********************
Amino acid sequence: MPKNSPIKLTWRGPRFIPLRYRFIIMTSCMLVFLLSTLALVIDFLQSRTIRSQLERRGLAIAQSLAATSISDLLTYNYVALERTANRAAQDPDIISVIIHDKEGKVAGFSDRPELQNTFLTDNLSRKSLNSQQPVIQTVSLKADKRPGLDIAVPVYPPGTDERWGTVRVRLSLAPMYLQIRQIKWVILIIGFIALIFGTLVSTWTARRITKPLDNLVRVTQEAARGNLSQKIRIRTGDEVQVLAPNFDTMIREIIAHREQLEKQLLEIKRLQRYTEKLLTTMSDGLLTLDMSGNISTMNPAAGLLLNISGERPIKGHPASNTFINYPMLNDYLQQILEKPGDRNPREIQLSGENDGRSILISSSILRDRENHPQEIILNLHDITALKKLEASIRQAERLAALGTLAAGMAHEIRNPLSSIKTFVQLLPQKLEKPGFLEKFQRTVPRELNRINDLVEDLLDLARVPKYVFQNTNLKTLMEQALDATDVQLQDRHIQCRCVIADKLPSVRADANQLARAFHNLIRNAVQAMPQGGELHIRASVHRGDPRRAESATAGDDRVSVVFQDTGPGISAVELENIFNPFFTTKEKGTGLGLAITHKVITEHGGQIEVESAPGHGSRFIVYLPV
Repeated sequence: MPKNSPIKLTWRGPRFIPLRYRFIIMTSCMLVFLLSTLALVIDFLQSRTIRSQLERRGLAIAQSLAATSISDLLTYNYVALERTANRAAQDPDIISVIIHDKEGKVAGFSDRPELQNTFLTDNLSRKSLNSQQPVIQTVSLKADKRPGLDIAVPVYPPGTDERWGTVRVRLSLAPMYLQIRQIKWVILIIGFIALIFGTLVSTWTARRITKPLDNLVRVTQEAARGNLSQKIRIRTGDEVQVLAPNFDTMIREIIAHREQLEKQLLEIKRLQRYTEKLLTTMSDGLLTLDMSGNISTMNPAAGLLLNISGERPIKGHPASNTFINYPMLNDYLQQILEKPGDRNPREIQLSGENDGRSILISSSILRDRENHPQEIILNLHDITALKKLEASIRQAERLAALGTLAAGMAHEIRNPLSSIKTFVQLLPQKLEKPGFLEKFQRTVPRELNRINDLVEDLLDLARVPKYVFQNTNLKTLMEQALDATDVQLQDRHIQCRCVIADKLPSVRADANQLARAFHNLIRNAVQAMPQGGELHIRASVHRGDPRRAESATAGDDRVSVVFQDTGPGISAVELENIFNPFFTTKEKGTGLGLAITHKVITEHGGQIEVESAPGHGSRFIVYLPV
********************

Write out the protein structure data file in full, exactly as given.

Amino acid sequence: MPKNSPIKLTWRGPRFIPLRYRFIIMTSCMLVFLLSTLALVIDFLQSRTIRSQLERRGLAIAQSLAATSISDLLTYNYVALERTANRAAQDPDIISVIIHDKEGKVAGFSDRPELQNTFLTDNLSRKSLNSQQPVIQTVSLKADKRPGLDIAVPVYPPGTDERWGTVRVRLSLAPMYLQIRQIKWVILIIGFIALIFGTLVSTWTARRITKPLDNLVRVTQEAARGNLSQKIRIRTGDEVQVLAPNFDTMIREIIAHREQLEKQLLEIKRLQRYTEKLLTTMSDGLLTLDMSGNISTMNPAAGLLLNISGERPIKGHPASNTFINYPMLNDYLQQILEKPGDRNPREIQLSGENDGRSILISSSILRDRENHPQEIILNLHDITALKKLEASIRQAERLAALGTLAAGMAHEIRNPLSSIKTFVQLLPQKLEKPGFLEKFQRTVPRELNRINDLVEDLLDLARVPKYVFQNTNLKTLMEQALDATDVQLQDRHIQCRCVIADKLPSVRADANQLARAFHNLIRNAVQAMPQGGELHIRASVHRGDPRRAESATAGDDRVSVVFQDTGPGISAVELENIFNPFFTTKEKGTGLGLAITHKVITEHGGQIEVESAPGHGSRFIVYLPV
Repeated sequence: MPKNSPIKLTWRGPRFIPLRYRFIIMTSCMLVFLLSTLALVIDFLQSRTIRSQLERRGLAIAQSLAATSISDLLTYNYVALERTANRAAQDPDIISVIIHDKEGKVAGFSDRPELQNTFLTDNLSRKSLNSQQPVIQTVSLKADKRPGLDIAVPVYPPGTDERWGTVRVRLSLAPMYLQIRQIKWVILIIGFIALIFGTLVSTWTARRITKPLDNLVRVTQEAARGNLSQKIRIRTGDEVQVLAPNFDTMIREIIAHREQLEKQLLEIKRLQRYTEKLLTTMSDGLLTLDMSGNISTMNPAAGLLLNISGERPIKGHPASNTFINYPMLNDYLQQILEKPGDRNPREIQLSGENDGRSILISSSILRDRENHPQEIILNLHDITALKKLEASIRQAERLAALGTLAAGMAHEIRNPLSSIKTFVQLLPQKLEKPGFLEKFQRTVPRELNRINDLVEDLLDLARVPKYVFQNTNLKTLMEQALDATDVQLQDRHIQCRCVIADKLPSVRADANQLARAFHNLIRNAVQAMPQGGELHIRASVHRGDPRRAESATAGDDRVSVVFQDTGPGISAVELENIFNPFFTTKEKGTGLGLAITHKVITEHGGQIEVESAPGHGSRFIVYLPV